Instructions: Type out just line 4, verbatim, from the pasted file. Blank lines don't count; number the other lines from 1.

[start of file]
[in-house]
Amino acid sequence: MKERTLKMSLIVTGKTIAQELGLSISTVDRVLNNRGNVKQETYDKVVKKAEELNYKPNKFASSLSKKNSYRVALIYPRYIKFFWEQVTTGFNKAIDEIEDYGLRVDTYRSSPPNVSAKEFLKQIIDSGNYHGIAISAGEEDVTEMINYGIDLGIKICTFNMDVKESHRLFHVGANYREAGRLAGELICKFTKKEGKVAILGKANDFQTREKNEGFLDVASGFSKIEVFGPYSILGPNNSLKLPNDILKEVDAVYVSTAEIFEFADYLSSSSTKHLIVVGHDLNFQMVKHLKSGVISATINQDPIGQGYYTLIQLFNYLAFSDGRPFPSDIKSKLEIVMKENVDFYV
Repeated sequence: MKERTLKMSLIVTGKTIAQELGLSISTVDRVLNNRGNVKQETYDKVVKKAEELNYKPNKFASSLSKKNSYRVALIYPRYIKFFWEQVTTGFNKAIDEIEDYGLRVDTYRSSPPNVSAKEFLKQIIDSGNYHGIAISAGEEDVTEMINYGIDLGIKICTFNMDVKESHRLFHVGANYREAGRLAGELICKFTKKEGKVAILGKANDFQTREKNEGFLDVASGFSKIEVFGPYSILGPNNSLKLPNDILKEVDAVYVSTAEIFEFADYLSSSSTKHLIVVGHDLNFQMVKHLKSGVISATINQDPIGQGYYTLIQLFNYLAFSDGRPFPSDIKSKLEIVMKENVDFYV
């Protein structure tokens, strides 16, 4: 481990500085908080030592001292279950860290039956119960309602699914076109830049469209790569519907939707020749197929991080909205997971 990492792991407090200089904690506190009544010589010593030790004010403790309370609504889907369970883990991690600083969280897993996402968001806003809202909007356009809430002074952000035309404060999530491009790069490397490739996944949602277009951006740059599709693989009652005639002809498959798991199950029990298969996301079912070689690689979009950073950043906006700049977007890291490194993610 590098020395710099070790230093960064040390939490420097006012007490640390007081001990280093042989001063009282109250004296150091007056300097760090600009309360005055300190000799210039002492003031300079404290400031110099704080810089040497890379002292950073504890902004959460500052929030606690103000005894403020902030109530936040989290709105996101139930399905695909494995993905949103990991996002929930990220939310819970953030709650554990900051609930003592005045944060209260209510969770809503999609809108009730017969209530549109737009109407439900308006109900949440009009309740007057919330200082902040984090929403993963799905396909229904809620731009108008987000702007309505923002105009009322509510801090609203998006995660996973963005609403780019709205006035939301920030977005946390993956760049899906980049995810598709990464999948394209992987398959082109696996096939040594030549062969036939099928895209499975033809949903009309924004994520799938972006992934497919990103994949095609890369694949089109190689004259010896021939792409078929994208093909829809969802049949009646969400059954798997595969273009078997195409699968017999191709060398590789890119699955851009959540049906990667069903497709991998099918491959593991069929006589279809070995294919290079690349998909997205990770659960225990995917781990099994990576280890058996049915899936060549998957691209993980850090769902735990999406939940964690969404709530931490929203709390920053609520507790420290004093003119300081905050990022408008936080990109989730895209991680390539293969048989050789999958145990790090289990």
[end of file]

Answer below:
């Protein structure tokens, strides 16, 4: 481990500085908080030592001292279950860290039956119960309602699914076109830049469209790569519907939707020749197929991080909205997971 990492792991407090200089904690506190009544010589010593030790004010403790309370609504889907369970883990991690600083969280897993996402968001806003809202909007356009809430002074952000035309404060999530491009790069490397490739996944949602277009951006740059599709693989009652005639002809498959798991199950029990298969996301079912070689690689979009950073950043906006700049977007890291490194993610 590098020395710099070790230093960064040390939490420097006012007490640390007081001990280093042989001063009282109250004296150091007056300097760090600009309360005055300190000799210039002492003031300079404290400031110099704080810089040497890379002292950073504890902004959460500052929030606690103000005894403020902030109530936040989290709105996101139930399905695909494995993905949103990991996002929930990220939310819970953030709650554990900051609930003592005045944060209260209510969770809503999609809108009730017969209530549109737009109407439900308006109900949440009009309740007057919330200082902040984090929403993963799905396909229904809620731009108008987000702007309505923002105009009322509510801090609203998006995660996973963005609403780019709205006035939301920030977005946390993956760049899906980049995810598709990464999948394209992987398959082109696996096939040594030549062969036939099928895209499975033809949903009309924004994520799938972006992934497919990103994949095609890369694949089109190689004259010896021939792409078929994208093909829809969802049949009646969400059954798997595969273009078997195409699968017999191709060398590789890119699955851009959540049906990667069903497709991998099918491959593991069929006589279809070995294919290079690349998909997205990770659960225990995917781990099994990576280890058996049915899936060549998957691209993980850090769902735990999406939940964690969404709530931490929203709390920053609520507790420290004093003119300081905050990022408008936080990109989730895209991680390539293969048989050789999958145990790090289990």